Research has shown that chewing sticks described in ancient Ayurveda literature, have medicinal and anticariogenic property. Saimbi et al. (1994)  have reported that neem extract had significant and higher antiplaque efficacy as compared to ayurvedic tooth powder and commercial toothpastes. Venugopal et al. had found that the children (1-4 year of age) using neem datum were less affected with dental caries. Neem contains the alkaloids margosine, resins, gum, chloride, fluoride, silica, sulfer, tannins, oils, saponins, flavonoids, sterols and calcium. Khalid (1999)  conducted a study in Saudi Arabia, examined the antimicrobial activity of aqueous extract of neem at various concentration and found antimicrobial activity at all the concentrations. Vanka et al. (2000) conducted a study to know the effect of indigenous Neem (Azadirachta indica) mouthwash on S. mutans and lactobacillus growth. Initial data of the study revealed that it has inhibiting effect on S. mutans which has reversed incipient carious lesions.  Baswa et al. (2000) conducted a study which revealed that neem oil have bactericidal activity independent of the temperature and energy. The activity was mainly due to the inhibition of cell-membrane synthesis in the bacteria. 
Mango leaves are widely used for cleaning teeth in rural areas of southern India. Summant et al. (1992)  evaluated the efficacy of mango leaf as an oral hygiene aid and obtained significant findings. Caries experience in the group using mango leaf was similar to that using tooth brush which shows the effectiveness of mango leaves. Mango leaves contain mangiferin a compound which had significant antibacterial property against certain stains of streptococci, staphylococci, pneumococci and lactobacillus acidophilus.
Mangifera indica contains tannins, bitter gum and resins. At higher concentration extract of mango chewing sticks showed more antimicrobial activity which could be due to the contents in mango extract. Tannins and resins supposedly have an astringent effect on the mucous membrane forming a layer over enamel thus providing protection against dental caries. 
Literature in Islamic hygiene jurisprudence reveals the use of miswak a teeth cleaning twig obtained from Salvadora persica tree. Use of miswak is predominant in Muslim countries and predates the inception of Islam. Almas and Zeid (2004) conducted a study to assess antimicrobial efficacy of miswak chewing sticks in vivo, especially on S. mutans and lactobacillus which revealed that miswak had an immediate antimicrobial effect. S. mutans were more susceptible to miswak than lactobacilli. 
Results of a study conducted by Al-Otaibi et al. (2003) to compare the use of miswak with ordinary toothpaste concluded that using miswalk was more effective than ordinary tooth brush provided that proper instructions had been given to use it.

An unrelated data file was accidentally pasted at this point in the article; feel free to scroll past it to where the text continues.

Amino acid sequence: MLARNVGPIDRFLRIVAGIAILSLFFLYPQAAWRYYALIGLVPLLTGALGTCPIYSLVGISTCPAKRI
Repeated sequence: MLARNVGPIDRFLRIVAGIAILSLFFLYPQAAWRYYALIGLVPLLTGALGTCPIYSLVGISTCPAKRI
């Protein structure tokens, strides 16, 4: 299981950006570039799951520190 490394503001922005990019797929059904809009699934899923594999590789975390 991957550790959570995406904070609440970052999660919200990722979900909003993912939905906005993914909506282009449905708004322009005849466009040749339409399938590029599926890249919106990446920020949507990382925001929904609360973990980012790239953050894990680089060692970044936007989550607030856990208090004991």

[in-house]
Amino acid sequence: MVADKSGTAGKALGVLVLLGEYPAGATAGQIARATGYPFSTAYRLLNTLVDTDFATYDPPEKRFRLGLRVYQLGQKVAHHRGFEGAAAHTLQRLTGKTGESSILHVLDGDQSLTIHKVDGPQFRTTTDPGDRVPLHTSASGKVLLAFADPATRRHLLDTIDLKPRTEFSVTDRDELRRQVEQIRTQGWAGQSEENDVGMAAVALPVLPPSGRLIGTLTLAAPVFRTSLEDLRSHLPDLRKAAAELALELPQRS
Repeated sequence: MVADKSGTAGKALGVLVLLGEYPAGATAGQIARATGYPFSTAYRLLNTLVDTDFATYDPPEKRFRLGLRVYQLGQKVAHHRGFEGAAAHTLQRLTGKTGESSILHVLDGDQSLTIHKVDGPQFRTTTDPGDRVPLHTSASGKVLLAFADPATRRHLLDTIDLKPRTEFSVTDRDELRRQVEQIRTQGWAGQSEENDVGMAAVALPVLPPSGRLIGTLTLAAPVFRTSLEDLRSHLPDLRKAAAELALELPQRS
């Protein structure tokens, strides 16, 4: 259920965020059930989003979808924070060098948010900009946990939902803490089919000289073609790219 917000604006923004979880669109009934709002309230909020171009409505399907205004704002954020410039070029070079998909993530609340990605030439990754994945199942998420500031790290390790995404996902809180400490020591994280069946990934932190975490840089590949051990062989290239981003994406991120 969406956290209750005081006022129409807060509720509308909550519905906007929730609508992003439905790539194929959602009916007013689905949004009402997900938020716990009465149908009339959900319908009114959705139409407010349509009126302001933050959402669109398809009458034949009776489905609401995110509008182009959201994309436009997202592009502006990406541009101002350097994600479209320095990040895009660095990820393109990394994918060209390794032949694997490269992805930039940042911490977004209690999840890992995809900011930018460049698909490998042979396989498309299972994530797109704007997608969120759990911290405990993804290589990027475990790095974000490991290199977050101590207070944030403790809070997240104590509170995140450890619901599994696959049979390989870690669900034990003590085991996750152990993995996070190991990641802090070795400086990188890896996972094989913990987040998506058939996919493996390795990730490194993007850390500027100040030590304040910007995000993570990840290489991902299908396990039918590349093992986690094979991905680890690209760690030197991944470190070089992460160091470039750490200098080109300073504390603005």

Turmeric (Curcumin longa, Haldi)
In Sanskrit, turmeric is called as sarvoshadhi, meaning medicine for all diseases. Turmeric is used historically as an antiseptic, antibacterial, anti-inflammatory, pain killer, and hepatoprotector. It has been used for over 2500 years in India. It is a perennial plant with orange, oblong tubers 2 or 3 inch in length and 1 inch in diameter, pointed or tapering at one end. Indeed, recent research shows that turmeric extract and turmeric oil may even reverse precancerous changes in oral submucous fibrosis in humans. 
Benefits of turmeric
Curcumin an active constituent of turmeric have a wide range of therapeutic action as follows:
- It protects against free radical damage because it is a strong antioxidant. It reduces inflammation by lowering histamine levels and possibly by increasing the production of natural cortisone by the adrenal glands.  It effectively inhibits metastasis of melanoma cells. It also deactivates the carcinogens in cigarette smoke.  A double blind clinical trial revealed that curcumin was superior to placebo or phenylbutazone for alleviating post-surgical inflammation. 
Dental application of turmeric
Turmeric contains approximately 3-4% curcumin by dry weight. Turmeric can be used in the following ways to offer relief from dental problems 
- Rinsing the mouth with turmeric water (5 g of turmeric powder, two cloves and two dried leaves of guava in 200 gm of water) gives an instant relief from pain.
- Applying the powder of burnt turmeric pieces and Bishop's weed seed on teeth and cleaning them makes teeth and gums strong.